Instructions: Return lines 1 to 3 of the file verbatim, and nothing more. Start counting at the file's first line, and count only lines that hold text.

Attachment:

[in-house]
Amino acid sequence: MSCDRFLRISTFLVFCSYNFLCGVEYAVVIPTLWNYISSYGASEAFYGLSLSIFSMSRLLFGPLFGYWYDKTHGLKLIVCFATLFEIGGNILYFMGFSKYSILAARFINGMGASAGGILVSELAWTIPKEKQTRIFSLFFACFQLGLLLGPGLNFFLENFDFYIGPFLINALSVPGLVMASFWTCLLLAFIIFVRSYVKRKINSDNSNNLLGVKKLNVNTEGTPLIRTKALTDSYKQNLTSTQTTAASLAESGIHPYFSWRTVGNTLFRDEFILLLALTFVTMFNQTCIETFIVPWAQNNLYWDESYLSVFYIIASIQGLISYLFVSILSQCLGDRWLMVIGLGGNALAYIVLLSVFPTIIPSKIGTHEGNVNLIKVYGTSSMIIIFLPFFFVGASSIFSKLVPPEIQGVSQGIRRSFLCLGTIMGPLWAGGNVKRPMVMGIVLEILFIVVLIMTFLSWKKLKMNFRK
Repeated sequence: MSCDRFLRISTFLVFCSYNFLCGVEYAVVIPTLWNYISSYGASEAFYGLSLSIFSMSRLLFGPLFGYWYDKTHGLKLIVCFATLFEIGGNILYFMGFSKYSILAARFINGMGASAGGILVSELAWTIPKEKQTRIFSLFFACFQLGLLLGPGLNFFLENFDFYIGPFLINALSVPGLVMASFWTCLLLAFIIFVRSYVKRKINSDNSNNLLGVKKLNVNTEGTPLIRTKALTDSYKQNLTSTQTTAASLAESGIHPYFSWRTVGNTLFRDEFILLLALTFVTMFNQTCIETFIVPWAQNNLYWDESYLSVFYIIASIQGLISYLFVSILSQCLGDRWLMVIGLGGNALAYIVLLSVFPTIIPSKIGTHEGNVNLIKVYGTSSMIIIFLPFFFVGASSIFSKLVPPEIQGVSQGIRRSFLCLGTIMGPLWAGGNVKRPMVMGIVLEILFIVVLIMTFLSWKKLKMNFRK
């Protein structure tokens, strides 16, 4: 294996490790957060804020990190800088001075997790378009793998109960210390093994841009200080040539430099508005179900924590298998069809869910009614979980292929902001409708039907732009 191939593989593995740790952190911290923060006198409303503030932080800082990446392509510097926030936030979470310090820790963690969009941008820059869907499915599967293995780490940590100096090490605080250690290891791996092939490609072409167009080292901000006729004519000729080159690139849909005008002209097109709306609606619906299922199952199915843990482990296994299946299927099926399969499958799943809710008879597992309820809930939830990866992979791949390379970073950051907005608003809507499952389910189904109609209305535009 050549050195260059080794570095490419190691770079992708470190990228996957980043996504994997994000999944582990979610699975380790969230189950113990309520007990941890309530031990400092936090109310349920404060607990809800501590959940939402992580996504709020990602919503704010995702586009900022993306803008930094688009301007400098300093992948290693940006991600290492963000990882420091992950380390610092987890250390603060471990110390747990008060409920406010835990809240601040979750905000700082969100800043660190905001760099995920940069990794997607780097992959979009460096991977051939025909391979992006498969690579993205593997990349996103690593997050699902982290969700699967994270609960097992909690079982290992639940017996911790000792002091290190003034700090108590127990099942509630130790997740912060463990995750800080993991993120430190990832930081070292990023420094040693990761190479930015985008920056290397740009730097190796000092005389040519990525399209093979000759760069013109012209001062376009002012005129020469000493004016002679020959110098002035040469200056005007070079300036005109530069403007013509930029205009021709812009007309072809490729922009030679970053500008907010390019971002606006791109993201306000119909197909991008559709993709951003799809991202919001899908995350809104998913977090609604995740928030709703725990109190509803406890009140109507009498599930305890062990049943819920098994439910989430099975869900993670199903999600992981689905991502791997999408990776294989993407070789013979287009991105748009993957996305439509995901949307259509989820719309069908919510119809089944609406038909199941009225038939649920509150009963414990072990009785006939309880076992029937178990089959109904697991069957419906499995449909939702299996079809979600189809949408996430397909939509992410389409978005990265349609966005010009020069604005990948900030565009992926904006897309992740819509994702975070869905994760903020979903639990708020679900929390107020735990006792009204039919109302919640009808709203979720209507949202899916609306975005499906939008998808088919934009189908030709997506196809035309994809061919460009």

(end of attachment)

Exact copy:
[in-house]
Amino acid sequence: MSCDRFLRISTFLVFCSYNFLCGVEYAVVIPTLWNYISSYGASEAFYGLSLSIFSMSRLLFGPLFGYWYDKTHGLKLIVCFATLFEIGGNILYFMGFSKYSILAARFINGMGASAGGILVSELAWTIPKEKQTRIFSLFFACFQLGLLLGPGLNFFLENFDFYIGPFLINALSVPGLVMASFWTCLLLAFIIFVRSYVKRKINSDNSNNLLGVKKLNVNTEGTPLIRTKALTDSYKQNLTSTQTTAASLAESGIHPYFSWRTVGNTLFRDEFILLLALTFVTMFNQTCIETFIVPWAQNNLYWDESYLSVFYIIASIQGLISYLFVSILSQCLGDRWLMVIGLGGNALAYIVLLSVFPTIIPSKIGTHEGNVNLIKVYGTSSMIIIFLPFFFVGASSIFSKLVPPEIQGVSQGIRRSFLCLGTIMGPLWAGGNVKRPMVMGIVLEILFIVVLIMTFLSWKKLKMNFRK
Repeated sequence: MSCDRFLRISTFLVFCSYNFLCGVEYAVVIPTLWNYISSYGASEAFYGLSLSIFSMSRLLFGPLFGYWYDKTHGLKLIVCFATLFEIGGNILYFMGFSKYSILAARFINGMGASAGGILVSELAWTIPKEKQTRIFSLFFACFQLGLLLGPGLNFFLENFDFYIGPFLINALSVPGLVMASFWTCLLLAFIIFVRSYVKRKINSDNSNNLLGVKKLNVNTEGTPLIRTKALTDSYKQNLTSTQTTAASLAESGIHPYFSWRTVGNTLFRDEFILLLALTFVTMFNQTCIETFIVPWAQNNLYWDESYLSVFYIIASIQGLISYLFVSILSQCLGDRWLMVIGLGGNALAYIVLLSVFPTIIPSKIGTHEGNVNLIKVYGTSSMIIIFLPFFFVGASSIFSKLVPPEIQGVSQGIRRSFLCLGTIMGPLWAGGNVKRPMVMGIVLEILFIVVLIMTFLSWKKLKMNFRK